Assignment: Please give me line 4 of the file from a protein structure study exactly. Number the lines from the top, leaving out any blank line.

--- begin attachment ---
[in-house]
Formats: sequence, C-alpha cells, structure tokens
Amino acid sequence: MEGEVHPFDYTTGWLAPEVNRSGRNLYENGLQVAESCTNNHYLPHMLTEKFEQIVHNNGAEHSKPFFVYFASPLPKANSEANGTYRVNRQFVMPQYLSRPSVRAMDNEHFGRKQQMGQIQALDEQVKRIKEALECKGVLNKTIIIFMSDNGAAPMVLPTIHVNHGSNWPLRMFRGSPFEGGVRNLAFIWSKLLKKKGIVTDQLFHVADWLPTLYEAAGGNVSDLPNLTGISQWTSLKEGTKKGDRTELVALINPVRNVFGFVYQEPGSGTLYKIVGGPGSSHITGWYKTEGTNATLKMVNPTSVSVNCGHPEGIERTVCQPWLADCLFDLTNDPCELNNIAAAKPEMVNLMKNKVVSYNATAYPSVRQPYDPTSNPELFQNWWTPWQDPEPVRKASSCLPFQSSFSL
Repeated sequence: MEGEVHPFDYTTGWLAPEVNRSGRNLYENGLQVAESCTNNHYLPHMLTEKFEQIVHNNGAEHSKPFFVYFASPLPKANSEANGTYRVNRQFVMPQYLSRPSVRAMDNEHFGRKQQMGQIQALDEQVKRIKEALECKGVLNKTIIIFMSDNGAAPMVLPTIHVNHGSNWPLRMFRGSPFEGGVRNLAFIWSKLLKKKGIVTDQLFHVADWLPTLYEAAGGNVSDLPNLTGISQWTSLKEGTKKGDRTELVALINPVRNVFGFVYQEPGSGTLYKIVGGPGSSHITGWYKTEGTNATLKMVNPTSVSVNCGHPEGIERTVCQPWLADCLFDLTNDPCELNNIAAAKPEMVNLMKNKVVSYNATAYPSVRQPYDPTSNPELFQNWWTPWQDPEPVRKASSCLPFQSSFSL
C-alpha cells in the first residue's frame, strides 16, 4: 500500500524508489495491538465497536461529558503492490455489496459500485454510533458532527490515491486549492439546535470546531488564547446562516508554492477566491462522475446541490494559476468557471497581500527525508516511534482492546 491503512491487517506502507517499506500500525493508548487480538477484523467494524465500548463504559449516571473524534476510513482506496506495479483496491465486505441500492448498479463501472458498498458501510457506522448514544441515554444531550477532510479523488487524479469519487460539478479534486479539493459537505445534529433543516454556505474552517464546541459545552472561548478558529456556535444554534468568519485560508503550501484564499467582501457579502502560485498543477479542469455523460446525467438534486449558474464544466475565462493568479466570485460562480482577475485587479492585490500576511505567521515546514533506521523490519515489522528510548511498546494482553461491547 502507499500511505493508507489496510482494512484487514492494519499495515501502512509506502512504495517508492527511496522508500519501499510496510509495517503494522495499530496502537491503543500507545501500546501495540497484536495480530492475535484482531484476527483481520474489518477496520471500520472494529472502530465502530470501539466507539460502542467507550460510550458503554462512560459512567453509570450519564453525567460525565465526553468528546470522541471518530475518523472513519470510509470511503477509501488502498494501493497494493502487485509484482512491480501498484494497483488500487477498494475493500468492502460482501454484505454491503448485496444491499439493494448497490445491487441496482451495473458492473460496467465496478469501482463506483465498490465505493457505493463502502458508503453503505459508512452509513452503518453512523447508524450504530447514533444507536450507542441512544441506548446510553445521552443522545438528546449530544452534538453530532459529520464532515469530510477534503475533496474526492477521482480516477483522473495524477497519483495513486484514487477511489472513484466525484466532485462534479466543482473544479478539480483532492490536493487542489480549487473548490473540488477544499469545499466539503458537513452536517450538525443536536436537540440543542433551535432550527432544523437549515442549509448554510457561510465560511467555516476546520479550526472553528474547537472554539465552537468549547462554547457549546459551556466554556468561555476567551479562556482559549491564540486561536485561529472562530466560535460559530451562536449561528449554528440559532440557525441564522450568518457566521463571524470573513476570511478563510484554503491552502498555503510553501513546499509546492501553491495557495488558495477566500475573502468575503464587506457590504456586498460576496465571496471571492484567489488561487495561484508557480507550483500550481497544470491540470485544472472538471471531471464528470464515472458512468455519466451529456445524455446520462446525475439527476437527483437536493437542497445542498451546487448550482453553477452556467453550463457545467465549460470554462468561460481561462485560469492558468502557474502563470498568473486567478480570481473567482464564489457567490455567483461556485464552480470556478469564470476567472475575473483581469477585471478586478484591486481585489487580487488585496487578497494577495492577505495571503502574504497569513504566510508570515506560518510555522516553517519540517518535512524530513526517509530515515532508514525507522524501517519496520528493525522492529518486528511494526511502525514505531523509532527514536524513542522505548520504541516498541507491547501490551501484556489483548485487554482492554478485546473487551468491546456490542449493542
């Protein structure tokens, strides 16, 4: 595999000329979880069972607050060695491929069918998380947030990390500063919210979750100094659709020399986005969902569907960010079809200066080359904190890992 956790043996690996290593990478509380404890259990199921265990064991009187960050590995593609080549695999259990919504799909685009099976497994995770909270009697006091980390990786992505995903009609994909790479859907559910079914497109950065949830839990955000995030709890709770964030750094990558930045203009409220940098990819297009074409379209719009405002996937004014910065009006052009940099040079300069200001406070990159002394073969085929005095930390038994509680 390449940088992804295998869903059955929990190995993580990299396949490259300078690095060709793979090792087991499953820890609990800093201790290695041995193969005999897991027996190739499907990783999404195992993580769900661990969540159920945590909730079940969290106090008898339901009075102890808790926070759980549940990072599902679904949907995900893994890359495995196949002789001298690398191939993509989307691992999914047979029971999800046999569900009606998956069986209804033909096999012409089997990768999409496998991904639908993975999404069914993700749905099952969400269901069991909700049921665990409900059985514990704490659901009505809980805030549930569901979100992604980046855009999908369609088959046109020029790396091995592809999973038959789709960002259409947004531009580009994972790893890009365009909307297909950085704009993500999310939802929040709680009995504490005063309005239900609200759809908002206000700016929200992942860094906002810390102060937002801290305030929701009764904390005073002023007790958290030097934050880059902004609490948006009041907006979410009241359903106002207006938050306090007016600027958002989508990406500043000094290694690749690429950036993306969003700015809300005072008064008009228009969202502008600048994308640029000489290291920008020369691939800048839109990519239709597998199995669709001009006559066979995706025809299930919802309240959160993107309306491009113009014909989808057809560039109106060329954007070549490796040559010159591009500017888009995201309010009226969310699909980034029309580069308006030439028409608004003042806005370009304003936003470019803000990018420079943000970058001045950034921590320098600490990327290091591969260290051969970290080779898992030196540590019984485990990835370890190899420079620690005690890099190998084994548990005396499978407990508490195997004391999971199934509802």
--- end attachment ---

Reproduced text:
Repeated sequence: MEGEVHPFDYTTGWLAPEVNRSGRNLYENGLQVAESCTNNHYLPHMLTEKFEQIVHNNGAEHSKPFFVYFASPLPKANSEANGTYRVNRQFVMPQYLSRPSVRAMDNEHFGRKQQMGQIQALDEQVKRIKEALECKGVLNKTIIIFMSDNGAAPMVLPTIHVNHGSNWPLRMFRGSPFEGGVRNLAFIWSKLLKKKGIVTDQLFHVADWLPTLYEAAGGNVSDLPNLTGISQWTSLKEGTKKGDRTELVALINPVRNVFGFVYQEPGSGTLYKIVGGPGSSHITGWYKTEGTNATLKMVNPTSVSVNCGHPEGIERTVCQPWLADCLFDLTNDPCELNNIAAAKPEMVNLMKNKVVSYNATAYPSVRQPYDPTSNPELFQNWWTPWQDPEPVRKASSCLPFQSSFSL